Despite having an outplacement benefit available, few top executives take advantage of it. A recent survey found out why.
- Reality of retirement. Executives pictured retirement as days filled with endless rounds of scratch golf. Only in hindsight after their outplacement benefit had expired did they realize the need for greater intellectual challenge and engagement, and then they had no support system or structure to pursue other alternatives.
- Unrealistic expectations. Executives who wanted to move into another top management role had been courted by executive search firms throughout their careers. They fully expected their phones to ring as soon as headhunters learned they were available. That didn’t happen they allowed their networks to grow stale, and didn’t know where to turn.
- Limited value. Senior executives viewed outplacement as a service designed for entry to middle-management staff. A one-page psychological profile, a 30-minute meeting with a junior consultant every couple of weeks, a shared office and a basic resume were considered a waste of a senior executive’s time.
The last reason is the most common, and traditional outplacement models really have become a waste of a senior executive’s time. Typical outplacement has become a cost-driven commodity where service is limited, consultants have little personal contact with clients and their approach is one-size-fits-all.
Clearly this approach does not meet a senior executive’s needs. For them, a career transition represents a life transition that raises questions about the future they had once imagined. The complexity of these issues requires highly customized service designed to address sophisticated and complex choices.
Research demonstrates that most senior executives want to remain actively engaged in some type of work, but only 50 percent want a job like they held before. In many cases, executives seek multiple roles where they can reduce the pressure but utilize their hard-won knowledge <\m> a life of variety as a member of a board perfectly describes it.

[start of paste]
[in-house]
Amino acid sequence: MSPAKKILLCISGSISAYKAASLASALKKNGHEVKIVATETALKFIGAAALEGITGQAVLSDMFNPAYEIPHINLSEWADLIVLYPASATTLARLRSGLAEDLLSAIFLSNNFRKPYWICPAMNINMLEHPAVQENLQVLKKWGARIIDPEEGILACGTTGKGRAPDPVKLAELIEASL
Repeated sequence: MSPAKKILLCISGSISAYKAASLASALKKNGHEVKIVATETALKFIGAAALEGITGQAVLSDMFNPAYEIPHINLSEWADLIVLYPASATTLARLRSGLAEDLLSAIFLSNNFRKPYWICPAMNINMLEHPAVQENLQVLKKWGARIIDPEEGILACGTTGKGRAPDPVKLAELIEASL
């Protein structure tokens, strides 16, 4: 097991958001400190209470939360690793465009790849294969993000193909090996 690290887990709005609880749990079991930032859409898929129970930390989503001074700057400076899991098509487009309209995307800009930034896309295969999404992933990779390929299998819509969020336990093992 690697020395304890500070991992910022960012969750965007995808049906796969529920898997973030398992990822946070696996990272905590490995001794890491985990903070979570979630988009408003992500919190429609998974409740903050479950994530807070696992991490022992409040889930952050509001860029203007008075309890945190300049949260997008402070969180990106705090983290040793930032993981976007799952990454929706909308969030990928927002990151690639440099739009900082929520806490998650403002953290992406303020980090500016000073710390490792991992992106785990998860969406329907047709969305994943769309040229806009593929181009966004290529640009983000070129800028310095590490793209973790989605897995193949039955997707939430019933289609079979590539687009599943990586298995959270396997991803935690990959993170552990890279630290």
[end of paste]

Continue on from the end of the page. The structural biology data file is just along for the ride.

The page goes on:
And let’s face it, the traditional job market isn’t friendly to senior executives whose career horizon only spans another five or ten years. That means that executives have to find resources that connect them to nontraditional channels. After advising hundreds of top executives through successful transitions, we know that 83 percent did not hear about their next career opportunity through a recruiter or an ad. They learned about it by networking at the right levels the top.
Although executives know many people, most focus on the challenges of their business and fail to keep their personal and professional networks current. Although they network at business club meetings, they do it to promote their businesses, not to develop relationships that could be called upon at a time of transition. At the senior executive level, active networking is the name of the game and there are only three degrees of separation between an executive and the next opportunity. If someone is pursuing a nontraditional role, networking is the only way to be considered for something new, whether it is consulting, board work, an entrepreneurial venture, academia or leading a not-for-profit.
It is possible to successfully translate your life’s passion into your life’s work but not through traditional channels. A lifetime in a specific industry doesn’t limit what you do next if you work with transition advisers.
Gail R. Meneley is a principal in Shields Meneley Partners, a firm that provides confidential career and life transition services to senior executives. Reach her at (312) 994-9500 or at firstname.lastname@example.org. To learn more about Shields Meneley Partners, visit http://www.shieldsmeneley.com